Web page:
This is the word prompt of the day: FRAZZLE
She was the linchpin of the entire family. She kept them all together, her brothers and sisters, the elderly Aunts, her children and grandchildren. They relied on her to visit, write or telephone, ensuring everything was ok, she’d remind them of family birthdays coming up. Some would even give her a tenner and ask her to sort out a present for them. She made frozen dinners for those of her children who had gone to university to make sure they ate properly and took wholesome meals to the elderly aunts to make sure they kept their strength up. Nephews and Nieces would pop in for one of her sandwiches and a nice cup of tea.
Even though she didn’t work for a living, she used to carry out errands for a few of her relatives that worked. She babysat, she took dogs for walks, took and picked up dry cleaning. That particular day had been quite busy. She’d gone to her youngest sister and let herself in to wait for a parcel that was going to be delivered. Then when it arrived, she’d popped to Aunt Alice who was in a care home, but had been complaining that no one had been to see her in a while. She’d visited her two days ago, but her mind was going. Then she picked up some shopping for her Daughter who had gone to spain with her husband and the twins. They were due back tomorrow morning and she wanted to make sure they had some eggs, bread and milk. She was just driving back through rush hour traffic when she realised she hadn’t had any lunch.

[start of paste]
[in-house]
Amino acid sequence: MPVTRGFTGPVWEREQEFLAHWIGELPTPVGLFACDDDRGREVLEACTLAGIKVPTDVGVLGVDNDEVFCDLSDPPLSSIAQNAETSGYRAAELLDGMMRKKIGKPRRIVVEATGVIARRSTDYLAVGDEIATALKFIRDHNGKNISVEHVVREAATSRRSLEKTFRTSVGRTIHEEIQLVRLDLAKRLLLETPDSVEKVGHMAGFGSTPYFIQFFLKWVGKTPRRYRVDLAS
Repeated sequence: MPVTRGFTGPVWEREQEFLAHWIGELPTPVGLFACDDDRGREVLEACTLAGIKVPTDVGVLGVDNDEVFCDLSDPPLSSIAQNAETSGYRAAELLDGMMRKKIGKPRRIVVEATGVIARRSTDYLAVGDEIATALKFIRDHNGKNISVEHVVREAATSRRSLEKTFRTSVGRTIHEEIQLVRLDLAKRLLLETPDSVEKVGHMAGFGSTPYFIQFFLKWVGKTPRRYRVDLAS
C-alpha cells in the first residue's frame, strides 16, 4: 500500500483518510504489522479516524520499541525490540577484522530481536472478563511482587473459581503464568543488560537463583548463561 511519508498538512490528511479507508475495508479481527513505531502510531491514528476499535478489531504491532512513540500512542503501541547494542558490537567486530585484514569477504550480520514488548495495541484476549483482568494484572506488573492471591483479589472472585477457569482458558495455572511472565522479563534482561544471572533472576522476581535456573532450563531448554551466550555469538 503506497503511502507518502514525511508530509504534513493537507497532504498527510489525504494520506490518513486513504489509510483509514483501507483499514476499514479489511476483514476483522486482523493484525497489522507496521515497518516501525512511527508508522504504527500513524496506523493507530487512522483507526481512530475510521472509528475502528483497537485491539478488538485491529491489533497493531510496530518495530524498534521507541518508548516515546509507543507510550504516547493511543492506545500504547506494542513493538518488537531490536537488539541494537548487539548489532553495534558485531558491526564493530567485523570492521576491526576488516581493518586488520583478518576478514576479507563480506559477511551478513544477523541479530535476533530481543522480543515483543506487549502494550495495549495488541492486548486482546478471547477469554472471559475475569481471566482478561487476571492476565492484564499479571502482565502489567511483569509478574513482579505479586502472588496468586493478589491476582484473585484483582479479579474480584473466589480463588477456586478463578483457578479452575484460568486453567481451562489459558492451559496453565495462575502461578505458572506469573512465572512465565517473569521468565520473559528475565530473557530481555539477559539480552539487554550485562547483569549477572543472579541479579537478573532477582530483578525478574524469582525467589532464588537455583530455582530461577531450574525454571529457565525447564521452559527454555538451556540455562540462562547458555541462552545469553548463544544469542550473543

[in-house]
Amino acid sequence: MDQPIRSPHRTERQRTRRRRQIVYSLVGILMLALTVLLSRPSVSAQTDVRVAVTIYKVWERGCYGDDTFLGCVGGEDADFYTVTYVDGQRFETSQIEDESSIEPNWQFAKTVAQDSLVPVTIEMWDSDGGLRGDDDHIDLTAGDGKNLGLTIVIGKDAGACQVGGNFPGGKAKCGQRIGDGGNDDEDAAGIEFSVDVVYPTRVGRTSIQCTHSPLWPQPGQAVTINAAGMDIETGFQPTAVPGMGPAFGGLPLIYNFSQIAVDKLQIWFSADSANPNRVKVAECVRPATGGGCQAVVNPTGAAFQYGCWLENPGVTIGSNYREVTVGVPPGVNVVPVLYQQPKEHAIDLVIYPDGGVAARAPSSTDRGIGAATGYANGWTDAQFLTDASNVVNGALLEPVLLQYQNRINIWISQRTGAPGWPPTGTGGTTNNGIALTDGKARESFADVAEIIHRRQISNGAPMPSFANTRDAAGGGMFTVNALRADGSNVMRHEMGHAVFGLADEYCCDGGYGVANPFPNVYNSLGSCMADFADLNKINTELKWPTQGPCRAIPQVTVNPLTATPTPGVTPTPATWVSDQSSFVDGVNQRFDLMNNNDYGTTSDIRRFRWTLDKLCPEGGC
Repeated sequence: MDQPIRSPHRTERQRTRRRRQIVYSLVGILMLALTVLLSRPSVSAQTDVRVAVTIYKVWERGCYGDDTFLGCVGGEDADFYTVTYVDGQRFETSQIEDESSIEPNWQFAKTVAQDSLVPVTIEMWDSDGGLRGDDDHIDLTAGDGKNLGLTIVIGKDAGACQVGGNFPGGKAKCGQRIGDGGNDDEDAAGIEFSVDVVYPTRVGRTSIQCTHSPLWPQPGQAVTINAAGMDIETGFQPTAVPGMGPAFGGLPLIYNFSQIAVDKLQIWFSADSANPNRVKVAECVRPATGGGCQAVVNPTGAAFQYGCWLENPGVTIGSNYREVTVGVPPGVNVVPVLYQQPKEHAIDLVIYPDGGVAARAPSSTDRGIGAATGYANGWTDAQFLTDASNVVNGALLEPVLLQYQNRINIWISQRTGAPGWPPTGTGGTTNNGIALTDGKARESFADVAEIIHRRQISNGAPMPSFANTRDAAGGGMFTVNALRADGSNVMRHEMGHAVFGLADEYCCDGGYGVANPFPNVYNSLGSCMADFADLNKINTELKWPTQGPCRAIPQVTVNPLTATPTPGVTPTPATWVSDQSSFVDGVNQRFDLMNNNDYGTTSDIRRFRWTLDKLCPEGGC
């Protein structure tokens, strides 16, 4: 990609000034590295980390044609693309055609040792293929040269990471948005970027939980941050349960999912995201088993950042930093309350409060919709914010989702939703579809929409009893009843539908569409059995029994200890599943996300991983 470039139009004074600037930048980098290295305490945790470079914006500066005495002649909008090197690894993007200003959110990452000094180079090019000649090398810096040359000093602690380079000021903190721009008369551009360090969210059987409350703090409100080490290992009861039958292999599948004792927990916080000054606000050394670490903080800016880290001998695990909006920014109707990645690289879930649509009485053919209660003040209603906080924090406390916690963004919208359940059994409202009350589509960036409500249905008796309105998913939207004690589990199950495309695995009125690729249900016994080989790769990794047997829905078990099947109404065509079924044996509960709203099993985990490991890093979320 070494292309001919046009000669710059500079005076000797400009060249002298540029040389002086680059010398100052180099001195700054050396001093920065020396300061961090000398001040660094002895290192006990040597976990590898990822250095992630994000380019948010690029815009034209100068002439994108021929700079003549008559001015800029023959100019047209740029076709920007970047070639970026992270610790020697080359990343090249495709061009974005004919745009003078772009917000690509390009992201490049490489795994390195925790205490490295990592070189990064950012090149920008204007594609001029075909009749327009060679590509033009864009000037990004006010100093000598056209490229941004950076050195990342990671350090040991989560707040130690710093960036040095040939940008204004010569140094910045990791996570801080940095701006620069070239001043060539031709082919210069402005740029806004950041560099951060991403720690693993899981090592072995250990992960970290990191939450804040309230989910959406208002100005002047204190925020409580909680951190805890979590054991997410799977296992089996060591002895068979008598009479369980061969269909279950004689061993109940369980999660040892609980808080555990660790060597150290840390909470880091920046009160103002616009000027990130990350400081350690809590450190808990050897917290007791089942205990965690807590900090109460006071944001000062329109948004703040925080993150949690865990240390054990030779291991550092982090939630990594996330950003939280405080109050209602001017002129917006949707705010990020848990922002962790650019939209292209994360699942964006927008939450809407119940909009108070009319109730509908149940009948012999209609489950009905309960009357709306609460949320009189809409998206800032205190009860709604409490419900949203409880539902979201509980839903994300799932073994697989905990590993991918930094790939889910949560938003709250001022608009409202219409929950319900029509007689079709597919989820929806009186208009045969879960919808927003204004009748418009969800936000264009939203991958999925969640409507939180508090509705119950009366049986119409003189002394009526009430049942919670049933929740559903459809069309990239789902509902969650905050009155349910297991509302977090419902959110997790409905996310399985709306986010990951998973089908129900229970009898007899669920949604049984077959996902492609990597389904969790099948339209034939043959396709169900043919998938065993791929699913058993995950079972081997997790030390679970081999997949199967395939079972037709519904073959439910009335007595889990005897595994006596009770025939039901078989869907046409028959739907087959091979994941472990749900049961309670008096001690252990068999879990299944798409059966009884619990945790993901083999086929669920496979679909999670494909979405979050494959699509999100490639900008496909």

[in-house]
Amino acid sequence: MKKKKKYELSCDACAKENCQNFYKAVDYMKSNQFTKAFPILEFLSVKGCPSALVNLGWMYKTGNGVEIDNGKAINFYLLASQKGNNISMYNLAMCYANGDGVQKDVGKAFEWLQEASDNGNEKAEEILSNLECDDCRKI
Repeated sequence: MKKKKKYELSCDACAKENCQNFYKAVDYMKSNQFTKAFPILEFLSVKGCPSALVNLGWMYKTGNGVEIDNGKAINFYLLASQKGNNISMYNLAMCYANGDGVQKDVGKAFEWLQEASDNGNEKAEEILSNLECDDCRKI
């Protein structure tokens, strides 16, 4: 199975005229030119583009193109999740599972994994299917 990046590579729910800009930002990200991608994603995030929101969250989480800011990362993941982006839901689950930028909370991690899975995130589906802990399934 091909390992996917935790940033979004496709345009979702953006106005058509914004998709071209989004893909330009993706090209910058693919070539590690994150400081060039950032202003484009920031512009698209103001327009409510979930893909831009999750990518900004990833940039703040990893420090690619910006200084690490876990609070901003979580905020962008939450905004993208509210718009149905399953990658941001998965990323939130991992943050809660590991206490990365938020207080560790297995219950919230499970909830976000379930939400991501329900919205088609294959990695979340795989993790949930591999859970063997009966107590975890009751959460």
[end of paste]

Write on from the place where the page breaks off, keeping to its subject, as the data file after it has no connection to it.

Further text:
She got home and put the car away in the garage. Then she picked up the groceries she’d bought to make her husband his dinner and walked in. There he sat, just where she’d left him, sitting in his comfy chair and watching the telly. That programme he liked about couples moving from the city to the country was on.
“OK love? Are you ready for your tea now?”
He looked up at her.
“You’re late aren’t you? I have been waiting for my tea for ages.”
“Yes, I know dear, I was stuck in rush hour traffic. I’ll get it on now. I’ve bought a nice steak for you.”
By the time she’d cooked his dinner and he’d eaten it and gone to bed, she felt exhausted, completely frazzled.
She sat down at last on the sofa.
That was where her husband found her the next morning.
At the funeral people kept coming up to him and saying,
“She was the linchpin of the family, you know.”